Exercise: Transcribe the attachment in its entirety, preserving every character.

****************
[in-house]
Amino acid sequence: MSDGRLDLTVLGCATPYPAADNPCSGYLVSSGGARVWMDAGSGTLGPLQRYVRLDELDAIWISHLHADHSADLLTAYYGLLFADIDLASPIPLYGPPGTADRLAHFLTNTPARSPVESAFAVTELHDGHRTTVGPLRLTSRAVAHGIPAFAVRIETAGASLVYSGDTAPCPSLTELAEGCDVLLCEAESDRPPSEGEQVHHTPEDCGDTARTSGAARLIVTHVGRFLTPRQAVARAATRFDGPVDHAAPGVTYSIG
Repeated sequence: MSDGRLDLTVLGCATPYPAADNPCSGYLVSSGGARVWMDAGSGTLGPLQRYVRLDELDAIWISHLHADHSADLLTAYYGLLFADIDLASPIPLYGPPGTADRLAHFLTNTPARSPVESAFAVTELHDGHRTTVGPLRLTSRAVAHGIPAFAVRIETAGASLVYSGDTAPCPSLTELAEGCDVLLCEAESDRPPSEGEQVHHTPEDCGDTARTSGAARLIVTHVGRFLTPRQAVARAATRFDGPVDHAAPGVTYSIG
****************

[in-house]
Amino acid sequence: MSDGRLDLTVLGCATPYPAADNPCSGYLVSSGGARVWMDAGSGTLGPLQRYVRLDELDAIWISHLHADHSADLLTAYYGLLFADIDLASPIPLYGPPGTADRLAHFLTNTPARSPVESAFAVTELHDGHRTTVGPLRLTSRAVAHGIPAFAVRIETAGASLVYSGDTAPCPSLTELAEGCDVLLCEAESDRPPSEGEQVHHTPEDCGDTARTSGAARLIVTHVGRFLTPRQAVARAATRFDGPVDHAAPGVTYSIG
Repeated sequence: MSDGRLDLTVLGCATPYPAADNPCSGYLVSSGGARVWMDAGSGTLGPLQRYVRLDELDAIWISHLHADHSADLLTAYYGLLFADIDLASPIPLYGPPGTADRLAHFLTNTPARSPVESAFAVTELHDGHRTTVGPLRLTSRAVAHGIPAFAVRIETAGASLVYSGDTAPCPSLTELAEGCDVLLCEAESDRPPSEGEQVHHTPEDCGDTARTSGAARLIVTHVGRFLTPRQAVARAATRFDGPVDHAAPGVTYSIG